I am privy to the fact that just before his retirement, Justice Gogoi used several channels to get the woman to withdraw her complaint against him. These channels included staffers of the Supreme Court registry as well as senior government officials. In the end, the staffer’s termination was withdrawn by the Supreme Court on the orders of the present Chief Justice of India with retrospective effect and with payment of full back wages, after Justice Gogoi retired. She was also given her due of maternity leave for six months. This is truly extraordinary given that Justice Gogoi had accused her of being a criminal in open court and the present Chief Justice of India who restored her job and benefits, had disbelieved her complaint in the in-house committee.

It is against this background that we need to look at Justice Gogoi’s nomination to the Upper House, on March 16.

A forgotten code

The 16-point code of conduct for judges or as it was called the “ Restatement of Values of Judicial Life ” (adopted at a Chief Justices Conference in May 1997) states: “6. A judge should practice a degree of aloofness consistent with the dignity of his office”; 7. A judge shall not hear and decide a matter in which a member of his family, a close relation or a friend is concerned”.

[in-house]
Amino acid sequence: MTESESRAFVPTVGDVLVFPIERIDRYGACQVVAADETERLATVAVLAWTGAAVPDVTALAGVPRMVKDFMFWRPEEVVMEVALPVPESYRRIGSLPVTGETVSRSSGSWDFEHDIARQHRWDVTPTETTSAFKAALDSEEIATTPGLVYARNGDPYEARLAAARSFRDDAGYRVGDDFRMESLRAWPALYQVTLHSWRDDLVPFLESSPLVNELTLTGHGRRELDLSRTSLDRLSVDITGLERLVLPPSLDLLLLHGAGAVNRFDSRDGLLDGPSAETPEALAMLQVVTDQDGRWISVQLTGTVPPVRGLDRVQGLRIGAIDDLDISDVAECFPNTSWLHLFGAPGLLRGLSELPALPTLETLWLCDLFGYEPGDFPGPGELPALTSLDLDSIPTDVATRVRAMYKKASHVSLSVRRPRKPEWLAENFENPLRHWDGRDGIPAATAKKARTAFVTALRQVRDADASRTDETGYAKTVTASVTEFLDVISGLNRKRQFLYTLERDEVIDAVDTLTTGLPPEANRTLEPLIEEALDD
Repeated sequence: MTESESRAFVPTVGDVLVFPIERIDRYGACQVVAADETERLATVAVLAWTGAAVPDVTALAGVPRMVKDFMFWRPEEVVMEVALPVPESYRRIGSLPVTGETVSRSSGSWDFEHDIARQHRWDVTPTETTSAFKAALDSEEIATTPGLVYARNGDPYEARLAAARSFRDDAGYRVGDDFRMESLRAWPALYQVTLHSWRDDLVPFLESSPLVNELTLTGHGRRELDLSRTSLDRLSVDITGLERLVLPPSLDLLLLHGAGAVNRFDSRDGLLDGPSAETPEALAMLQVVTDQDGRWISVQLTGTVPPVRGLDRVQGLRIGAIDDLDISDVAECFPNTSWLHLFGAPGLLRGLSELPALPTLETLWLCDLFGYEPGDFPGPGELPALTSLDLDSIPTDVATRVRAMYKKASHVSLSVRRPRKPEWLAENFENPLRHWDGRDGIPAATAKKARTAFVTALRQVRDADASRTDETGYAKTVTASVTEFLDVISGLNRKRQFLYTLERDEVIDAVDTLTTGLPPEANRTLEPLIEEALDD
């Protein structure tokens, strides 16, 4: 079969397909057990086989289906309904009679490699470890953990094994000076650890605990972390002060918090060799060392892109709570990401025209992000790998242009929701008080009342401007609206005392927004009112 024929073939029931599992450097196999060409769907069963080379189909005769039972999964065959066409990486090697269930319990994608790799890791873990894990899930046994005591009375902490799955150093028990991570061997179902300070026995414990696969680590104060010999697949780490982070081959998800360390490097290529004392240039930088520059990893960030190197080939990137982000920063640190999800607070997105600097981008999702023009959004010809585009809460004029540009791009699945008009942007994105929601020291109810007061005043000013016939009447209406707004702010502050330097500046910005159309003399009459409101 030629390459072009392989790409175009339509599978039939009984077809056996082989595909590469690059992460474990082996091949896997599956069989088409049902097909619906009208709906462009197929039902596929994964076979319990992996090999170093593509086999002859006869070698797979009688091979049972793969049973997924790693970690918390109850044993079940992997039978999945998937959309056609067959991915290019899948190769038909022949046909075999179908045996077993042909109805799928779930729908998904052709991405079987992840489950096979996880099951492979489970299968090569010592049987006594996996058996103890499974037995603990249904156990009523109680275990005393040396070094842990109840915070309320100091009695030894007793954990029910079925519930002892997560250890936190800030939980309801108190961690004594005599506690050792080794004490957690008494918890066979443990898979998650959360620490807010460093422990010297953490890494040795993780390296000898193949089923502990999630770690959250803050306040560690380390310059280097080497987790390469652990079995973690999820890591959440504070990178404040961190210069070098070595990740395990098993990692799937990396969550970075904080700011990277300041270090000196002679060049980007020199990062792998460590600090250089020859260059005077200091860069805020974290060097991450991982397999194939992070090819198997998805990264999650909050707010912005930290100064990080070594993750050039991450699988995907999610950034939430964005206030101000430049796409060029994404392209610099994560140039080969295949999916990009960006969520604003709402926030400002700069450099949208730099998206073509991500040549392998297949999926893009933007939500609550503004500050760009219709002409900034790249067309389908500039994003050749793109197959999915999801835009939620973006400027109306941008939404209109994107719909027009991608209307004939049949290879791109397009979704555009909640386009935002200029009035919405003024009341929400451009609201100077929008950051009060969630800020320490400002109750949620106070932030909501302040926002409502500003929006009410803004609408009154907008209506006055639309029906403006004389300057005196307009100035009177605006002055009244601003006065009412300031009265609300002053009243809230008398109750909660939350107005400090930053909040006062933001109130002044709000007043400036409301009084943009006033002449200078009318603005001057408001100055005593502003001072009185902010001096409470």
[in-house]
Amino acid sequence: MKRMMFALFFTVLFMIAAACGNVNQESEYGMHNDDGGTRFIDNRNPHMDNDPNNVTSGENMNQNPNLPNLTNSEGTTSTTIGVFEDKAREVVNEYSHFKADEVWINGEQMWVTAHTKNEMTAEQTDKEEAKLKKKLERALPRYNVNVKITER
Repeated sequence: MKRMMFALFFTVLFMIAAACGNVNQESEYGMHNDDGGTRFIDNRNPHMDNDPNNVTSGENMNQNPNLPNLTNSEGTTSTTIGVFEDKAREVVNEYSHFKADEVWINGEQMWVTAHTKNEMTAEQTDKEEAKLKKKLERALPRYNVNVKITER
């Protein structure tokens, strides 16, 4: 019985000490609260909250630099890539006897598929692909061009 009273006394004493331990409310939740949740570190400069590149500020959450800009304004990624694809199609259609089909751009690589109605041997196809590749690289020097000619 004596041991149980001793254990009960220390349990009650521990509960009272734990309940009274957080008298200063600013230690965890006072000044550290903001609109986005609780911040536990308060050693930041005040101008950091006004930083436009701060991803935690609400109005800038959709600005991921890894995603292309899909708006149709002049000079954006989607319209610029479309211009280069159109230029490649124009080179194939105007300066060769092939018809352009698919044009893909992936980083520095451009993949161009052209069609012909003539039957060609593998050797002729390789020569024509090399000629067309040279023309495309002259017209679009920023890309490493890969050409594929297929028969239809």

Explained | How is a Supreme Court judge to be probed?

Obviously this “aloofness” is a most essential trait needed from politicians or functionaries of the government. Unfortunately these values seem to have been forgotten by judges who invite politicians to their personal functions, eulogise them in public or call them for personal favours. One can understand that there could be some in the political class who may be long-standing personal friends of judges, but then it is incumbent on such judges not to hear and decide cases of those politicians who are their personal friends. Judges can also interact with functionaries of the government in their official capacity for official work. But we now see the repeated spectre of judges hearing and deciding cases of politicians with whom they have a personal camaraderie.

This code of conduct also lays the basis of how post-retirement conduct ought to be. For example if a judge after deciding politically sensitive cases involving particular political parties or politicians, soon after retirement seeks and gets a plum post such as a Rajya Sabha nomination by those very politicians or parties, it would obviously raise serious questions about his or her independence as a judge when he or she had decided those cases.

Justice Gogoi and the government’s actions in the sexual harassment case and the offer of a Rajya Sabha seat by the government, raise serious doubts about the fairness of many critical judgments, including the ones mentioned above that were under Justice Gogoi’s watch. The precedent that he has set strikes a blow against the independence of the judiciary. I hope that this shameful act will lead to public opprobrium which will deter other judges from emulating such conduct.

Prashant Bhushan is a public interest advocate at the Supreme Court of India and Convenor of the Campaign for Judicial Accountability and Reforms